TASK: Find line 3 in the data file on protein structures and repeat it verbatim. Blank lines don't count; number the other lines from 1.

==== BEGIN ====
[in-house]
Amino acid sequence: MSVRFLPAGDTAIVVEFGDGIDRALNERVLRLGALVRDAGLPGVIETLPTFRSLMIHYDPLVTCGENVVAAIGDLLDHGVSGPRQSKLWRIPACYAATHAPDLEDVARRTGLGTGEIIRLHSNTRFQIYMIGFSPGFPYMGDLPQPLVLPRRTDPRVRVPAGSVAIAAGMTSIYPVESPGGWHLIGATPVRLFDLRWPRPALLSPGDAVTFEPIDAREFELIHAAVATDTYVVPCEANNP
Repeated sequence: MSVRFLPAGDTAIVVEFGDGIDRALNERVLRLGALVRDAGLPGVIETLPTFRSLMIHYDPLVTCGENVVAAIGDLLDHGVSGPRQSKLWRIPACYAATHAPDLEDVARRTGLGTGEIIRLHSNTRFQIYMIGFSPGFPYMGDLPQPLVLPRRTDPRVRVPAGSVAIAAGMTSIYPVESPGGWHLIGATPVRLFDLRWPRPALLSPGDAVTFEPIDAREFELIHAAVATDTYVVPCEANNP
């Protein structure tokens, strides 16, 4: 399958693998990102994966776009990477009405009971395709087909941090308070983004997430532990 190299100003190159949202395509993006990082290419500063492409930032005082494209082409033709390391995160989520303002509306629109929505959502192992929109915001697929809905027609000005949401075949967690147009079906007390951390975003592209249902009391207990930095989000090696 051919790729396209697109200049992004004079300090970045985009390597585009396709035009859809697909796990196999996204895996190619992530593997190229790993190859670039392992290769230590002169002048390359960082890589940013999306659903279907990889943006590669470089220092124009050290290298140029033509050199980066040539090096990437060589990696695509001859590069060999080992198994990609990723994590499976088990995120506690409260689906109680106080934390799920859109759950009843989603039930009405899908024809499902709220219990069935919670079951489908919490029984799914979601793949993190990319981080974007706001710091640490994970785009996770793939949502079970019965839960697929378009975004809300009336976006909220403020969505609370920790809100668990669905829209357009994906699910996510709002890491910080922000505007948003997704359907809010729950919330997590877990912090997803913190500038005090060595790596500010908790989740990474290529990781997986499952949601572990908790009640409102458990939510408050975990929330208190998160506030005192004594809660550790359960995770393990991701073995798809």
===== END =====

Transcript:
Repeated sequence: MSVRFLPAGDTAIVVEFGDGIDRALNERVLRLGALVRDAGLPGVIETLPTFRSLMIHYDPLVTCGENVVAAIGDLLDHGVSGPRQSKLWRIPACYAATHAPDLEDVARRTGLGTGEIIRLHSNTRFQIYMIGFSPGFPYMGDLPQPLVLPRRTDPRVRVPAGSVAIAAGMTSIYPVESPGGWHLIGATPVRLFDLRWPRPALLSPGDAVTFEPIDAREFELIHAAVATDTYVVPCEANNP